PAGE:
June 18 (Bloomberg) -- Mongolia is seeking investors for a $10 billion desert industrial complex that will meet rising Asian demand for coal and copper from some of the world's largest untapped mineral resources.
A copper smelter, oil refinery, power plants and chemical coking facilities are planned at Sainshand in the Gobi desert to do value-added processing for the Tavan Tolgoi coking coal deposit and Oyu Tolgoi copper mine, said Ganbat Chuluunkhuu, a government adviser and former Wall Street financier with Commerzbank AG.
The Mongolian government wants investors to fund as much as 40 percent of the project that will build 1,000-kilometers (650 miles) of railroads through south Gobi and eastern Mongolia, connecting Tavan Tolgoi to China and Russia, Chuluunkhuu said in an interview in the capital city Ulan Bator.
"Mongolia can become the Kuwait of central Asia," Chuluunkhuu said yesterday. "All the resources are there, and all the buyers are there. The only missing part is to get everybody organized, prepare all the documentation that meets international practice. It's doable."
Tavan Tolgoi holds about 6 billion metric tons of coal in the deserts of southern Mongolia, making it one of the world's largest unexploited reserves of the fuel.
Rio Tinto Group and Ivanhoe Mines Ltd. are developing Oyu Tolgoi, which London-based Rio has called the world's largest copper resource. It may operate for as long as 30 years and generate between $30 billion and $50 billion in revenue, Mongolian President Tsakhia Elbegdorj said in September.
Mongolia, a landlocked country sandwiched between China and Russia, is seeking investors as part of a national development strategy that aims to grow its economy by 14 percent between 2007 and 2015, bringing gross domestic product per capita for the nation's 2.7 million people to $5,000 from the current $1,900.
That would raise GDP per capita to above the level of countries including Thailand, Maldives, and China, assuming the same growth rate for other Asian nations, according to Chuluunkhuu, adviser to the Ministry of Road, Transportation, Construction and Urban Development of Mongolia.
Mongolia targets another 12 percent economic growth from 2016 to 2021, and GDP per capita of $12,000, surpassing Malaysia, and putting it in the same league as South Korea and Taiwan, Chuluunkhuu said.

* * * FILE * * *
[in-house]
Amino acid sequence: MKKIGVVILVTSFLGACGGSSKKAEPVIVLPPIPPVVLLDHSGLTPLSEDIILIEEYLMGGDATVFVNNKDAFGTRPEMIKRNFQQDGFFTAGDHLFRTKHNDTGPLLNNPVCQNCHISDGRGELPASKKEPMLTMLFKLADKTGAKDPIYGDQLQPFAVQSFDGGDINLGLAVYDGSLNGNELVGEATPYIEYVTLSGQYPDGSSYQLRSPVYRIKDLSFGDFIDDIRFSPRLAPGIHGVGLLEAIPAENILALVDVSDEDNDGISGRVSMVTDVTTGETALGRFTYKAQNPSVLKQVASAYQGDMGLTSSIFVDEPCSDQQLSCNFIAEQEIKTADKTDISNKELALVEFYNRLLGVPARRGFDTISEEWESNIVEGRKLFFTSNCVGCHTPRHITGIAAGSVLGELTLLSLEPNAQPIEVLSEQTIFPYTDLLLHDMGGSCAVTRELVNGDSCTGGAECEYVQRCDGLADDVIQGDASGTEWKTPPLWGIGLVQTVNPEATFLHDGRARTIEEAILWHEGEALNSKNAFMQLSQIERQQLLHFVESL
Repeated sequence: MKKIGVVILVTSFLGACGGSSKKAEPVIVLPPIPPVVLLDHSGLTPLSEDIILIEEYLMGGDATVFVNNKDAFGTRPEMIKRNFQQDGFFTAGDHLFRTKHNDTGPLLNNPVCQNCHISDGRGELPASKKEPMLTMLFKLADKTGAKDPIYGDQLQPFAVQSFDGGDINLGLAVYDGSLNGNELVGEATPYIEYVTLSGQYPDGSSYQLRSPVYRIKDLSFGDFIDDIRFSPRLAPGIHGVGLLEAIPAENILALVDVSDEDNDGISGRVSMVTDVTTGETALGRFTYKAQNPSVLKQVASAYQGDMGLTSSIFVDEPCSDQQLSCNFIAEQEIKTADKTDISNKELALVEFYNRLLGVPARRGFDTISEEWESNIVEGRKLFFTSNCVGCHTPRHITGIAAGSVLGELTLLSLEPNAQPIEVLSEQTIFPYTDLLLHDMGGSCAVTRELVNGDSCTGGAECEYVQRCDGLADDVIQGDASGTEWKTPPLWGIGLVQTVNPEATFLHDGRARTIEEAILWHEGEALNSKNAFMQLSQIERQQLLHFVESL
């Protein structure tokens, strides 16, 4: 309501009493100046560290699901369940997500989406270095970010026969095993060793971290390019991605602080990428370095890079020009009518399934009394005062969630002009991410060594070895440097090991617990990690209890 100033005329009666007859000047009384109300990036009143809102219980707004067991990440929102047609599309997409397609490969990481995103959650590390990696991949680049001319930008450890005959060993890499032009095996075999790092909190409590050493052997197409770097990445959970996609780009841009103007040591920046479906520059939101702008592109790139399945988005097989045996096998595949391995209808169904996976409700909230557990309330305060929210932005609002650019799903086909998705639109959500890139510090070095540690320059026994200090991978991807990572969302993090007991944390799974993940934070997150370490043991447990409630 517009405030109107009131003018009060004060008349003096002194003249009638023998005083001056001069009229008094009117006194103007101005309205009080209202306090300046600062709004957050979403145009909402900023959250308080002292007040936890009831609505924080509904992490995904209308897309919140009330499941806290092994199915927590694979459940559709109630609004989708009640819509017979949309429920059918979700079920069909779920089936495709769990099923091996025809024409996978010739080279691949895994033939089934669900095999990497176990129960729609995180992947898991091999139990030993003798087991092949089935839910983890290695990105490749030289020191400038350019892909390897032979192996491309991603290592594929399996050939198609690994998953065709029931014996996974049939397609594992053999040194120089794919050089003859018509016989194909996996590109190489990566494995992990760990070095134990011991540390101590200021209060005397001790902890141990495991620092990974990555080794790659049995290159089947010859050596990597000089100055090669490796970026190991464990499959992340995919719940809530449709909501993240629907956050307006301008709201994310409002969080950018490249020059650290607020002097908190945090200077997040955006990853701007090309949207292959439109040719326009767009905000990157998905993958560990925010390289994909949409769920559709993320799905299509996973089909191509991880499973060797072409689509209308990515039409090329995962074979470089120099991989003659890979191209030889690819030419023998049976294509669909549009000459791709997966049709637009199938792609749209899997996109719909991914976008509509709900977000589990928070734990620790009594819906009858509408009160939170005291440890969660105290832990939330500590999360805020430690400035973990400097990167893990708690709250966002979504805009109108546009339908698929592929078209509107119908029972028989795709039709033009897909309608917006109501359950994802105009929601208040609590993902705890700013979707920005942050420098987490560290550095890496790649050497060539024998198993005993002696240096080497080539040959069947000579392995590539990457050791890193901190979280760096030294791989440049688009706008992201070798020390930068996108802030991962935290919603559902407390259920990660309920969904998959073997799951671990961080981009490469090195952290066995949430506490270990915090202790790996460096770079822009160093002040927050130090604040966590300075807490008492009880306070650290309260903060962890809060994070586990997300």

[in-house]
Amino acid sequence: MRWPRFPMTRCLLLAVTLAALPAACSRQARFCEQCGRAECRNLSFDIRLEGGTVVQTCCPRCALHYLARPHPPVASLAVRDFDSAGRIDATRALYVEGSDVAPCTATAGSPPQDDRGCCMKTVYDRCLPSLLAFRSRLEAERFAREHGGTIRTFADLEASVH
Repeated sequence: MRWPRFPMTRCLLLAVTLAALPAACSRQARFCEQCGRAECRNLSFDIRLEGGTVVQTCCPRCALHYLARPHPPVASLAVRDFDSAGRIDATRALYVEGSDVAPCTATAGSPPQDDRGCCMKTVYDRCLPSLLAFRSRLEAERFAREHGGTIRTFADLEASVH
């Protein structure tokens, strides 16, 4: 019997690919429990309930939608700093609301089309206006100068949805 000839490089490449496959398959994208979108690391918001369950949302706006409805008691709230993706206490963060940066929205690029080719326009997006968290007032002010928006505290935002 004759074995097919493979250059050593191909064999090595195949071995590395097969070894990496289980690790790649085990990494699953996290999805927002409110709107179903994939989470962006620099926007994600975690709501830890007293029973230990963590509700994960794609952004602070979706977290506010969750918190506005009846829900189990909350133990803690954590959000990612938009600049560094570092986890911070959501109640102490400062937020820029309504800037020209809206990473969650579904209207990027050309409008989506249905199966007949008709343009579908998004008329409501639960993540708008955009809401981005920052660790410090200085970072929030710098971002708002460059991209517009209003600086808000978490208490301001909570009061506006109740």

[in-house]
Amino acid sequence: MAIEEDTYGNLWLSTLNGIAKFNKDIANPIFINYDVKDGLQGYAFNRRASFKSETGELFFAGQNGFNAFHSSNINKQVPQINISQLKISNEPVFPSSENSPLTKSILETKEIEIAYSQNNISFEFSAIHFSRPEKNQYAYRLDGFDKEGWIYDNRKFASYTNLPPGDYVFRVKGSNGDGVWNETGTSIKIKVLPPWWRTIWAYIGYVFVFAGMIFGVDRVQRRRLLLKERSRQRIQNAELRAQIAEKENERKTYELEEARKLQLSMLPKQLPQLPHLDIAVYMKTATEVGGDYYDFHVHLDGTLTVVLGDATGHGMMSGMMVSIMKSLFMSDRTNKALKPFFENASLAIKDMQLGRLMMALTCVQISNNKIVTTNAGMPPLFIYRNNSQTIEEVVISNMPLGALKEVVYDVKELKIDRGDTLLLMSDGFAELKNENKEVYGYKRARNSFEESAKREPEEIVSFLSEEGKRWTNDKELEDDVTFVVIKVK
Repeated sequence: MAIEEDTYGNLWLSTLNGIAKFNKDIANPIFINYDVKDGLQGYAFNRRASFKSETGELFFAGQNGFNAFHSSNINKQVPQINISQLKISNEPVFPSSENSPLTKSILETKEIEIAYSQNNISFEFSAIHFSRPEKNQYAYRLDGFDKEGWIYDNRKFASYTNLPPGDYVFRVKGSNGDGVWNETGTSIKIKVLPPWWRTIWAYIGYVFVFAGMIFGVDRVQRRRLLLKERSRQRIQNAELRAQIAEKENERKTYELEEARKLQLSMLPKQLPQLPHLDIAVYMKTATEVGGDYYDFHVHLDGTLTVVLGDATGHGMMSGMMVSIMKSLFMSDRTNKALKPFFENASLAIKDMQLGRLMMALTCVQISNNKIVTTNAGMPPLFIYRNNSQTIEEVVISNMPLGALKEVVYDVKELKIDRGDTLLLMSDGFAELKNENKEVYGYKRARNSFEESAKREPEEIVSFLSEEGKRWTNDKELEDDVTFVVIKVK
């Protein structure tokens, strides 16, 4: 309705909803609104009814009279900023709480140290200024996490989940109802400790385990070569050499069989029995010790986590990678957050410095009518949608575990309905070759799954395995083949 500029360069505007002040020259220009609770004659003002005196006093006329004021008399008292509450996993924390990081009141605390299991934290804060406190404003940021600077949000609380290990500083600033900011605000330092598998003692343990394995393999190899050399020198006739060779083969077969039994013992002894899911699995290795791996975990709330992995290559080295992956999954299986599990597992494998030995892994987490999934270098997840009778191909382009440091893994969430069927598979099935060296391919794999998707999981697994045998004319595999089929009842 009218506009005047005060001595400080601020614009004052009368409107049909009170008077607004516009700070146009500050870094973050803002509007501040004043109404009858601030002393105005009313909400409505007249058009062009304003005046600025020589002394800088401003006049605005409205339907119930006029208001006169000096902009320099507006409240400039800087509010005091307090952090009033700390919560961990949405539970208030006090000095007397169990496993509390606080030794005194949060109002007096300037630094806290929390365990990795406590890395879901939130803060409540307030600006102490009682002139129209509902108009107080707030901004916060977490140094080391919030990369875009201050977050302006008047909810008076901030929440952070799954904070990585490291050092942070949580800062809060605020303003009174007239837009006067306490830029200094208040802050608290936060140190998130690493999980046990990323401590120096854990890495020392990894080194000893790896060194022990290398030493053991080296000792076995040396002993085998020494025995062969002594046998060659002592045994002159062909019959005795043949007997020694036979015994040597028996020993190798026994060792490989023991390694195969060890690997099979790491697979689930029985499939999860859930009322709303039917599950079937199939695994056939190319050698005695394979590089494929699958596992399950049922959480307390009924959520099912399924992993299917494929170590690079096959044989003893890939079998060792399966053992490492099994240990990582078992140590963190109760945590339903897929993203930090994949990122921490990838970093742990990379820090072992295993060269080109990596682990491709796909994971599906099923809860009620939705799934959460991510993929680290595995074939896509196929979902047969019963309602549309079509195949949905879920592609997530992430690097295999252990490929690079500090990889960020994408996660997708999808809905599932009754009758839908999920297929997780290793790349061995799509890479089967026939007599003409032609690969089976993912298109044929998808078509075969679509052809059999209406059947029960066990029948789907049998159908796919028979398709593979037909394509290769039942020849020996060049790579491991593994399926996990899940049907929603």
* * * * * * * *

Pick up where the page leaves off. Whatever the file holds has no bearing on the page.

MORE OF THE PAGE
The World Bank estimated the value of Mongolia's GDP in 2008 was just $5.3 billion. Mongolia is rated B1 by Moody's Investors Service, four levels below investment grade and on par with Fiji and Papua New Guinea. Standard & Poor's rates the nation BB-, the third-highest non-investment ranking.
Mongolia plans to fund 60 percent to 70 percent of the project through debt financing, and seeks foreign and local equity sponsors, including private equity, pension funds and institutional investors for the remaining 30 percent to 40 percent, according to Chuluunkhuu.
About 40 percent of the funds will finance the infrastructure part of the plan, and the rest will be used for industrial facilities.
Five railways will be built. One will connect Tavan Tolgoi, Sainshand, to an existing railroad to Russia, while another four will run through China.
"If we don't get international investors, the project can't start off," Chuluunkhuu said.
Hong Kong Exchanges & Clearing Ltd. Chief Marketing Officer Lawrence Fok, who was in Ulan Bator for a forum on corporate capital raising this week, says Mongolia can be attractive to investors.
Mongolia has "the story about China's economic growth and its increasing demand for resources," Fok said in an interview. "Mongolia and other resource-rich countries share the same characteristics of having a small population and massive resources, which would benefit from China's economic growth and its rising demand for resources.
Mongolia is seeking bids from engineering and construction companies to do "master planning" for the industrial complex and railroads as the project's management consultants, he said. A tender notice will be published by June 25, and final proposals are due by July 30. Selection of the project manager will be completed by Aug. 20.
If the project's master plan, expected to be completed by April 2011, proves to be economically viable, the government wants to start construction in the second half of next year, Chuluunkhuu said. Building will take two to three years, with production estimated to begin in 2014, starting to generate economic benefits from 2017, he said.
Chuluunkhuu, a Mongolian native who was invited by the government to return to his country for the project from Wall Street in July 2009, worked for six years in structured commodity and project financing with Commerzbank AG in New York.
Mongolia is trying to reduce its reliance on mining, which now accounts for about 65 percent of its GDP. Without industrialization, it is estimated mining will make up 95 percent of the nation's economy by 2021, as compared with 63 percent if the expansion plan goes ahead, the adviser to the minister said.
Apart from saving the Mongolian economy from the risk of being overly dependent on mining and subject to fluctuations in commodity prices, the industrialization also will create about 78,000 jobs between 2010 and 2021, according to Chuluunkhuu. Foreign workers will be needed at the initial stage.